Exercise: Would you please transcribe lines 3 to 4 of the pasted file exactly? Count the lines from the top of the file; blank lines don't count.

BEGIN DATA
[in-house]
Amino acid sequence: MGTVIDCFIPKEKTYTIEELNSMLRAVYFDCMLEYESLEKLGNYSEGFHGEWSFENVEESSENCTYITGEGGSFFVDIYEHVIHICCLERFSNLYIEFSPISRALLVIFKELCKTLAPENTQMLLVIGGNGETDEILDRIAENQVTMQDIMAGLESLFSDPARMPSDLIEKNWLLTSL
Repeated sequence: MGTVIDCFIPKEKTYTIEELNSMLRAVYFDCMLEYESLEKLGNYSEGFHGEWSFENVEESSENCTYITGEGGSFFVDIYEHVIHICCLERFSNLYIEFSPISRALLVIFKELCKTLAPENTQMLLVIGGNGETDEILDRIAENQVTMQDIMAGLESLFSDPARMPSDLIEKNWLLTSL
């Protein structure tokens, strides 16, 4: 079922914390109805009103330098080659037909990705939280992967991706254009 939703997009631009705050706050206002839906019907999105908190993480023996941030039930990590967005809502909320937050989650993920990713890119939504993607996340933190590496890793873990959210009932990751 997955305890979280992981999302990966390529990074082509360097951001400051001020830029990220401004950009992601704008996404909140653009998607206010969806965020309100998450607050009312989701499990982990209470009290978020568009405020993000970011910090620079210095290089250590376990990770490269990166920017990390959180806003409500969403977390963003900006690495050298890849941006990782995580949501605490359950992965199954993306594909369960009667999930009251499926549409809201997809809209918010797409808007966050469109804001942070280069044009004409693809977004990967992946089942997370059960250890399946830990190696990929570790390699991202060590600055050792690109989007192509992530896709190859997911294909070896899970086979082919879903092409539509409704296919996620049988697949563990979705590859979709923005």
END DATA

Repeated sequence: MGTVIDCFIPKEKTYTIEELNSMLRAVYFDCMLEYESLEKLGNYSEGFHGEWSFENVEESSENCTYITGEGGSFFVDIYEHVIHICCLERFSNLYIEFSPISRALLVIFKELCKTLAPENTQMLLVIGGNGETDEILDRIAENQVTMQDIMAGLESLFSDPARMPSDLIEKNWLLTSL
């Protein structure tokens, strides 16, 4: 079922914390109805009103330098080659037909990705939280992967991706254009 939703997009631009705050706050206002839906019907999105908190993480023996941030039930990590967005809502909320937050989650993920990713890119939504993607996340933190590496890793873990959210009932990751 997955305890979280992981999302990966390529990074082509360097951001400051001020830029990220401004950009992601704008996404909140653009998607206010969806965020309100998450607050009312989701499990982990209470009290978020568009405020993000970011910090620079210095290089250590376990990770490269990166920017990390959180806003409500969403977390963003900006690495050298890849941006990782995580949501605490359950992965199954993306594909369960009667999930009251499926549409809201997809809209918010797409808007966050469109804001942070280069044009004409693809977004990967992946089942997370059960250890399946830990190696990929570790390699991202060590600055050792690109989007192509992530896709190859997911294909070896899970086979082919879903092409539509409704296919996620049988697949563990979705590859979709923005």